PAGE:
The planning process for the base improvements kicked off last week with a notice in the Federal Register, starting a 45-day public comment period on what issues should be considered in development of an environmental-impact statement. By fall of next year, that statement is expected to be

Talk to us

More in Northwest

Cars make their way across US 2 between Lake Stevens and Everett as wildfire smoke makes downtown Everett barely visible on Friday, Sept. 11, 2020. (Olivia Vanni / The Herald)
Wildfire smoke: A burning health issue is getting worse

As the hazardous haze increases during fire seasons, it’s time to get serious and prepare, experts say.

FILE - In this June 19, 2020, file photo, people taking part in a Juneteenth march travel down 23rd Ave. in Seattle. President Joe Biden this week signed legislation establishing a new federal holiday commemorating the end of slavery – a move lawmakers made for Washington state earlier this year. Washington Gov. Jay Inslee last month signed a measure making Juneteenth a legal state paid holiday, starting in 2022. (AP Photo/Ted S. Warren, File)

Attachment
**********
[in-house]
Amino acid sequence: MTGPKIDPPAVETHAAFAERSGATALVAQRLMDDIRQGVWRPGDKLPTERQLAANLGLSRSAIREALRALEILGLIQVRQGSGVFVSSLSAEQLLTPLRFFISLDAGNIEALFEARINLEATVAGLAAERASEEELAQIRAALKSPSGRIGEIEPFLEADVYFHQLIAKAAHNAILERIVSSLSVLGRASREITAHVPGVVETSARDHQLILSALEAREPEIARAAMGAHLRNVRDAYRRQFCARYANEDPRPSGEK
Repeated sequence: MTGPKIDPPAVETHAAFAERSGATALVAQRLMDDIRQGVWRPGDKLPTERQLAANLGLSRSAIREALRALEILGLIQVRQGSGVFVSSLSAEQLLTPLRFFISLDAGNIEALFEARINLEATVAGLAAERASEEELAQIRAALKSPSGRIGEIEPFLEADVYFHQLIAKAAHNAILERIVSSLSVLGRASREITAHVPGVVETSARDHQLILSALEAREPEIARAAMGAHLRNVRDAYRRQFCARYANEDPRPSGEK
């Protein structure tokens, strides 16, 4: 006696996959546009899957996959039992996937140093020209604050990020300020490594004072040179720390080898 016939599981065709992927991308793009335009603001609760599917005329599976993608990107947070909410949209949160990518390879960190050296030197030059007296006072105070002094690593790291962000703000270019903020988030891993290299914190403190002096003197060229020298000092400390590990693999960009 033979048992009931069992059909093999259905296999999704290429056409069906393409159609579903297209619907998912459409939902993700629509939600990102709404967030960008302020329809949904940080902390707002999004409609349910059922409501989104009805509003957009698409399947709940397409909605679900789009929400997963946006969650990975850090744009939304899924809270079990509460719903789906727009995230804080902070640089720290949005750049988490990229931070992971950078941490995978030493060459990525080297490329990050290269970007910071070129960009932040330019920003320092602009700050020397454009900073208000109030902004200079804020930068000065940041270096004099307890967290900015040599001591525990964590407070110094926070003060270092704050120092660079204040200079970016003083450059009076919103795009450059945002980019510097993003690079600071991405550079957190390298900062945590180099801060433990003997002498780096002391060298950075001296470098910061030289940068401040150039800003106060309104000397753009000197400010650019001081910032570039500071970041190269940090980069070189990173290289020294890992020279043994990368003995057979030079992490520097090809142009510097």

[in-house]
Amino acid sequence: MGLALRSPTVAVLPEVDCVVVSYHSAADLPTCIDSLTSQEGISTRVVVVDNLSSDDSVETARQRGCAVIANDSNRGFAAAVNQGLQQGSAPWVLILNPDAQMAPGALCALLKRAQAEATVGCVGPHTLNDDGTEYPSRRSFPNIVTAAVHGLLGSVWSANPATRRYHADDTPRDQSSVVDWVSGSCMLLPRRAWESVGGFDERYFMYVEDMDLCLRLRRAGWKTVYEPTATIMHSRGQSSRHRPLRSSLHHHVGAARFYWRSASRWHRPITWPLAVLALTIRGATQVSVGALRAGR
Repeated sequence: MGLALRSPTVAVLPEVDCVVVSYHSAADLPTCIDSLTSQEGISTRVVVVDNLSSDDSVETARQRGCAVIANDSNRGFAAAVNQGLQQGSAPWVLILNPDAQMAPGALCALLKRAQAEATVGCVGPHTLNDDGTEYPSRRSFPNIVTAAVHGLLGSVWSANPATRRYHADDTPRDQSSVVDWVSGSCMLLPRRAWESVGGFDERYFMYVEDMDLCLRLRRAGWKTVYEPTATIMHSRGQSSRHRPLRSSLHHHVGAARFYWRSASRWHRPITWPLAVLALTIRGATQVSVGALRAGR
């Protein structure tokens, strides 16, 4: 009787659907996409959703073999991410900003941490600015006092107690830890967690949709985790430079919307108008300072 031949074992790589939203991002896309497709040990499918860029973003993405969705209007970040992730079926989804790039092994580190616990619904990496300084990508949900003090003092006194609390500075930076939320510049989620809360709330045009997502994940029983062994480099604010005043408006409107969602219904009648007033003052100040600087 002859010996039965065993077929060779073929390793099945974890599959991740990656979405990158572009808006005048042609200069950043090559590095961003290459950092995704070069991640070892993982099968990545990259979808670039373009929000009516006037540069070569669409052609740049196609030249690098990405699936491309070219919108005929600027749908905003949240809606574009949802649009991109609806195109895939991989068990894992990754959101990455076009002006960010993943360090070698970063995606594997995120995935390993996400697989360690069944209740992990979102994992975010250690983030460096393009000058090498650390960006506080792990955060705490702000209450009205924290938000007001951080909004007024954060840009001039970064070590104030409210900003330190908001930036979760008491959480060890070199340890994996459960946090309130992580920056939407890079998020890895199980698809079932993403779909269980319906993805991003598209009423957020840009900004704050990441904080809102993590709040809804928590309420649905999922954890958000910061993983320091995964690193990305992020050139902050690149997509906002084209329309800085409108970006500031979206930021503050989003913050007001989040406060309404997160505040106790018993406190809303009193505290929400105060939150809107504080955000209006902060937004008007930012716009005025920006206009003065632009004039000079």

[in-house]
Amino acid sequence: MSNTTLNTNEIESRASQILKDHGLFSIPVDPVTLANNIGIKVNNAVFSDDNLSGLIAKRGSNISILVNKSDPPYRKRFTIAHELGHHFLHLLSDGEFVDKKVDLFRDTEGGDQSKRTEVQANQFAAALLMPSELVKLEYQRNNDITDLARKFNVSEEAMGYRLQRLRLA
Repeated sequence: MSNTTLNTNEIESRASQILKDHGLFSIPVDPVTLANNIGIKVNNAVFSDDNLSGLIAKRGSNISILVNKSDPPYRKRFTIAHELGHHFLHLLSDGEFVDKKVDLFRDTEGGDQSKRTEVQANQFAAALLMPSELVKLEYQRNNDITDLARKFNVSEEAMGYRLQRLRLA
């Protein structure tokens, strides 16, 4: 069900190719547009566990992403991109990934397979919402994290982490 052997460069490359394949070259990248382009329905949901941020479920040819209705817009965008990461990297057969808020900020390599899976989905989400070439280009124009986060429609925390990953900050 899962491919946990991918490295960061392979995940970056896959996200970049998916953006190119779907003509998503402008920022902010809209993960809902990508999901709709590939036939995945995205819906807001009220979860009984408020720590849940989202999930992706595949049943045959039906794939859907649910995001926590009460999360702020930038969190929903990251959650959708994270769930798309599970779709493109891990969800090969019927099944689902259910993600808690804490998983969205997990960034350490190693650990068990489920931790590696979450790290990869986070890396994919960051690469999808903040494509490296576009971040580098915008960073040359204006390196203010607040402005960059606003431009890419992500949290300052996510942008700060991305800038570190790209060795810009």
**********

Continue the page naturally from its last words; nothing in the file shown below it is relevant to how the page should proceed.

Juneteenth becomes official state paid holiday in 2022

It also became a federal holiday when President Biden signed it into law this week.

WSU medical school receives full accreditation

The distinction determines whether a medical school’s program meets established standards.

With credit scores out, will insurers cut or hike your rate?

Lack of affordable housing squeezed buyers and drove up home prices across Snohomish County.

Mistrial halts case on minimum wage for immigrant detainees

Meanwhile, Washington is trying to close the Tacoma detention center entirely.

Stunt rider dies attempting world record jump in Moses Lake

Alex Harvill crashed while trying to jump the length of a football field during an air show.

Washington Gov. Jay Inslee glances at an aide holding up an image of a visual slide being shown to viewers of a news conference, Thursday, June 3, 2021, in Olympia, Wash. Inslee announced that Washington will be the latest state to offer prizes to encourage people to get vaccinated against COVID-19. Incentives will include a series of giveaways during the month of June including lottery prizes totaling $2 million, college tuition assistance, airline tickets, and game systems. (AP Photo/Ted S. Warren)
Judge dismisses Washington state governor recall petition

A group had alleged that Inslee’s handling of the coronavirus pandemic interfered with their rights.